Leaves Leave, But Where To?

Submitted. Fallen leaves provide a foundation for good soil, largely thanks to their high concentration of carbon.

By Mark and Ben Cullen – Gardening

Gardeners live in a world of change. As we gain experience, we pay more attention to changes in our gardens as we spend time there.   

At no time in the year is change more dramatic than now, during the change of colour in tree leaves and their drop to the ground. What is going on? And what happens to the leaves that we allow to remain in the garden, put in our compost or the ones that we mulch up with a power mower to rot on the lawn?  

  • Colour. Let’s look at the role of leaves, from the point of view of the tree. They are green because chlorophyl courses under the tree bark and out to the leaves during the growing season. Trees absorb long-wavelength red and short-wavelength blue regions of light spectrum to produce chlorophyl but reflect green which is what gives leaves their appearance.  As the tree nutrients, and the sap carrying them, retreat to the root zone of the tree in the fall the chlorophyl is drained from the tree’s system. It is accurate to say that leaves do not change colour, but their true colours in the form of carotenoids pigments (orange yellow, present throughout the year) and anthocyanins (red purple, produced late in the season) are revealed in the absence of chlorophyl.
  • Carbon. Fallen leaves are extremely rich in nutrients, particularly carbon. When environmentalists talk about the benefits of trees, they are acknowledging the process of sequestering carbon from the atmosphere as new growth wood and leaves. Carbon is captured from the atmosphere and stored in the tree.   As CO2 is absorbed by the tree, oxygen is released in exchange. This quid pro quo arrangement is essential to human existence.   Try breathing without a fresh supply of oxygen and you will understand.
  • Soil. Fallen leaves provide a foundation for good soil, largely thanks to their high concentration of carbon which forms the backbone of good soil health. Think of Southern Ontario before the Europeans arrived about 500 years ago, cloaked as it was in a thick cover of diverse deciduous trees.  Beneath this massive forest a thick layer of rotting leaves over 10,000 years old produced some of the finest quality soil in the world. One day a green, breathing leaf, soon a leaf falling to the earth like a wafer of fertilizer, a rotting host for beneficial bacteria, mycorrhiza and countless bugs and other living things in the bed made by the tree cover.  Sadly, this is what made much of southwestern Ontario so attractive for agriculture, leading to the large-scale clear cutting of these old growth forests.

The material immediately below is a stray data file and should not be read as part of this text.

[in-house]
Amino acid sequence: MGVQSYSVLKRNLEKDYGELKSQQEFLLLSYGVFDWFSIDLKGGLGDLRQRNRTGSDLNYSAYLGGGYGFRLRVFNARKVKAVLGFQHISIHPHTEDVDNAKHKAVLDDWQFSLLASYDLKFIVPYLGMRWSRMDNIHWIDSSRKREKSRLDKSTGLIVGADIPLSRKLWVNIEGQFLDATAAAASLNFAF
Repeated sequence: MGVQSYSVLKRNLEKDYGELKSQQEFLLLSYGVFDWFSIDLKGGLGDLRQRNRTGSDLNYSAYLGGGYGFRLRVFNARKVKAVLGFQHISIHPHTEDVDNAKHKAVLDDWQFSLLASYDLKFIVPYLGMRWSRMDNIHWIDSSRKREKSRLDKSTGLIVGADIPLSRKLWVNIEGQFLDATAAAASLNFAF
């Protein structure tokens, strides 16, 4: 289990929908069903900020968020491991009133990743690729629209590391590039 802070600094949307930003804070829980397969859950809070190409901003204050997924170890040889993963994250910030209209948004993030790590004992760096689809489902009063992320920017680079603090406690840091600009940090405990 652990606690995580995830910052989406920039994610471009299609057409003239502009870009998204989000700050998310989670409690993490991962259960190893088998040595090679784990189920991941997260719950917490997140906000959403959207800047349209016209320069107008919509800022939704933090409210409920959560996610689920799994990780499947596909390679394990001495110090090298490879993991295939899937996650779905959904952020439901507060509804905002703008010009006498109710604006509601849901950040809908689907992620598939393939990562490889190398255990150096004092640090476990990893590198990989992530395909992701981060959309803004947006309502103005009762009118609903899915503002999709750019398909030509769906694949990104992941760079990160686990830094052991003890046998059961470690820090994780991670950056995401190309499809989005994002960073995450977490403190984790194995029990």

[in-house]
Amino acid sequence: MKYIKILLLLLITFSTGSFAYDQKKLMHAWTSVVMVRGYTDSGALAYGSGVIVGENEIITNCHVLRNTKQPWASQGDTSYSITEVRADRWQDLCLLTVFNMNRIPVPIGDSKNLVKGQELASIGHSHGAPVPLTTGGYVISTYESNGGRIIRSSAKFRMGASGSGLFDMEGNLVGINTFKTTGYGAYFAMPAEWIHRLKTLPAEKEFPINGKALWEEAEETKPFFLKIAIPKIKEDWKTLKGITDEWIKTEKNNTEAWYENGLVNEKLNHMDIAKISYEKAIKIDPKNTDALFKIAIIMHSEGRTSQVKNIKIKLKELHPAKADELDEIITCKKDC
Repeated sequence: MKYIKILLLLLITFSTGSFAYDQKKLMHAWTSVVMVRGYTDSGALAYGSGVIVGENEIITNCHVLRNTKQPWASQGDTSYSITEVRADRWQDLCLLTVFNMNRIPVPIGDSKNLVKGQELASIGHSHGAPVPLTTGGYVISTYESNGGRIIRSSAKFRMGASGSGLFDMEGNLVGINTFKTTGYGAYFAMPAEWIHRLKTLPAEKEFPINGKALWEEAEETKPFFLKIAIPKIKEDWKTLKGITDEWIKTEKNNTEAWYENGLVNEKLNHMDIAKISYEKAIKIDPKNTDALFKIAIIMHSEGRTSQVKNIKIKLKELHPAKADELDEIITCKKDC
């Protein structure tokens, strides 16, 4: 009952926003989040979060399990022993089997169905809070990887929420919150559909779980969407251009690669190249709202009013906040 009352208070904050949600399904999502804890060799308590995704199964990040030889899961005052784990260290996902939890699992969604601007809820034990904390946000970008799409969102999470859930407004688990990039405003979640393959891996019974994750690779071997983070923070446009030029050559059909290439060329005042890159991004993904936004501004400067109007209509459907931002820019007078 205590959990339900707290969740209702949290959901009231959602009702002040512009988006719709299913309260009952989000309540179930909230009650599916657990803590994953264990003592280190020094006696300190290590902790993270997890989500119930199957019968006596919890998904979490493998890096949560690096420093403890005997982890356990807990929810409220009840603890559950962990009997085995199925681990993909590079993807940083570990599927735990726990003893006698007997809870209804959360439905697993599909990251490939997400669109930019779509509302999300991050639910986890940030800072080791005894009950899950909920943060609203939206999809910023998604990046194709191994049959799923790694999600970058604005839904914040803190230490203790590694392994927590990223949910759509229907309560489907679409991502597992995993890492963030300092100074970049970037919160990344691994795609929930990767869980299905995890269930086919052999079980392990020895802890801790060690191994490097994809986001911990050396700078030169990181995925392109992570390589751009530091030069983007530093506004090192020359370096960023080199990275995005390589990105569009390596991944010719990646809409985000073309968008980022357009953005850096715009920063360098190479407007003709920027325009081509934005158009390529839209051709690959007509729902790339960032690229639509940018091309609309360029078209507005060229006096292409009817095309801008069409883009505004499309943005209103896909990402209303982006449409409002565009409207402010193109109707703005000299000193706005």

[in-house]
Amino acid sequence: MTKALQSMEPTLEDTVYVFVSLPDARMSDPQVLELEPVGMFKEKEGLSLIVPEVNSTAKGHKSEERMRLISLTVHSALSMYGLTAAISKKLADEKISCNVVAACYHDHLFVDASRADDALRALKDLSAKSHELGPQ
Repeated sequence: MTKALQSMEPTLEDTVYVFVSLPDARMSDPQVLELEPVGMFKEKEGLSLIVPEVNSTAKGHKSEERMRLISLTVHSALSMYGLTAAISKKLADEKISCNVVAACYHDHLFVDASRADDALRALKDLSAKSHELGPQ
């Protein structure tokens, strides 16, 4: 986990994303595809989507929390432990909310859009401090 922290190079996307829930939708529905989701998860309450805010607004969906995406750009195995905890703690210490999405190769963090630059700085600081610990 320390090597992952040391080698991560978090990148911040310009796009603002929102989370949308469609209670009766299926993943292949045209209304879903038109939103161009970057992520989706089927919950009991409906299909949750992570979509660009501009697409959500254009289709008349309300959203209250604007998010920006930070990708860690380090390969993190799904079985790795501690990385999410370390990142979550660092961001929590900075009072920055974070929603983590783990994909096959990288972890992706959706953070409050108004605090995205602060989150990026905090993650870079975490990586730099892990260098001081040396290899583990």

• Mulch. The benefits of mulch are well known; reduced erosion, retained moisture, and most importantly weed control. Why pay for coloured mulch when leaves, which are free, perform the same function? Besides, coloured mulch is unattractive anyway…not that this is an opinion column. 
  • Compost. The high carbon content of leaves is useful for balancing nitrogen content of kitchen scraps in your composter. A good recipe is 5-10 parts brown material such as leaves and cardboard to 1-part green material such as kitchen scraps. This is, of course, after you have mulched all your garden beds with a generous layer of leaves and still have more. We will save the full benefits of compost for another column, but there is a reason why we call it black gold.
  • Life. On a microscopic level, healthy soil is teeming with life, literally billions of living organisms in a single handful. Cascading up that web of life, leaf cover provides both food and shelter to visible lifeforms in the shape of worms, snails, and spiders which in turn provide fodder to birds, frogs, toads, and larger mammals. The difference between bare soil and one with leaf cover is night and day for the web of biodiversity.

Observing this season of change with a deeper perspective in mind, this colourful foray to decay in the autumn season leads to new life a plenty. Change we can embrace.

Mark Cullen is an expert gardener, author, broadcaster, tree advocate and Member of the Order of Canada. His son Ben is a fourth-generation urban gardener and graduate of University of Guelph and Dalhousie University in Halifax. Follow them at markcullen.com, @markcullengardening, and on Facebook.